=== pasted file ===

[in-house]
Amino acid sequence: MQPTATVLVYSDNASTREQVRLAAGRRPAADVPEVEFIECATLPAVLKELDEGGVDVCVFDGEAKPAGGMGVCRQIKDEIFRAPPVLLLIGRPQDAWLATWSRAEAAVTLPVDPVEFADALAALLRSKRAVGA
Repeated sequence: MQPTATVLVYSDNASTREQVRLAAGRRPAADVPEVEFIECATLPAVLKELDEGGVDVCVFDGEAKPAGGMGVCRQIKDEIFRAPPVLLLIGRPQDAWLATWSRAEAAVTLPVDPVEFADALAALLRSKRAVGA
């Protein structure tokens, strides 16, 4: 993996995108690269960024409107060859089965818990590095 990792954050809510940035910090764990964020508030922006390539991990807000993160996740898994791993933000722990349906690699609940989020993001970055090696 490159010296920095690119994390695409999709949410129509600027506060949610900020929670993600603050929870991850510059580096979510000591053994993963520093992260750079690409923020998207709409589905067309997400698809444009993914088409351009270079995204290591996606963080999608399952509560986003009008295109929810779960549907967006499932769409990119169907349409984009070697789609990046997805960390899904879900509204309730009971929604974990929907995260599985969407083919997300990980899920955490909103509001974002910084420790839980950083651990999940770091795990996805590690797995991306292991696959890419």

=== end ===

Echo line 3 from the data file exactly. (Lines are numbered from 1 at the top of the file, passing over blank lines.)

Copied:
Repeated sequence: MQPTATVLVYSDNASTREQVRLAAGRRPAADVPEVEFIECATLPAVLKELDEGGVDVCVFDGEAKPAGGMGVCRQIKDEIFRAPPVLLLIGRPQDAWLATWSRAEAAVTLPVDPVEFADALAALLRSKRAVGA